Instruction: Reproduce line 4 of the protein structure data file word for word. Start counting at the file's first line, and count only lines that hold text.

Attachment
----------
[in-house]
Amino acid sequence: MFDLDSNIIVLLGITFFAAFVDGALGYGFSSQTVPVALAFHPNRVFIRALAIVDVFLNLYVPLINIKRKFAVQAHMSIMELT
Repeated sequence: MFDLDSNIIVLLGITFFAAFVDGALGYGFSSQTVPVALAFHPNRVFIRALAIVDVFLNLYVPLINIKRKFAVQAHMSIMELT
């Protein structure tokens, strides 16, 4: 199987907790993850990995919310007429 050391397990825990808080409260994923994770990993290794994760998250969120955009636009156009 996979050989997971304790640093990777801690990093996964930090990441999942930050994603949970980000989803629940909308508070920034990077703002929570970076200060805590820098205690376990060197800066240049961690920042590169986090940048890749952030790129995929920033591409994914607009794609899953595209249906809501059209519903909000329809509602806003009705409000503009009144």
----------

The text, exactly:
């Protein structure tokens, strides 16, 4: 199987907790993850990995919310007429 050391397990825990808080409260994923994770990993290794994760998250969120955009636009156009 996979050989997971304790640093990777801690990093996964930090990441999942930050994603949970980000989803629940909308508070920034990077703002929570970076200060805590820098205690376990060197800066240049961690920042590169986090940048890749952030790129995929920033591409994914607009794609899953595209249906809501059209519903909000329809509602806003009705409000503009009144």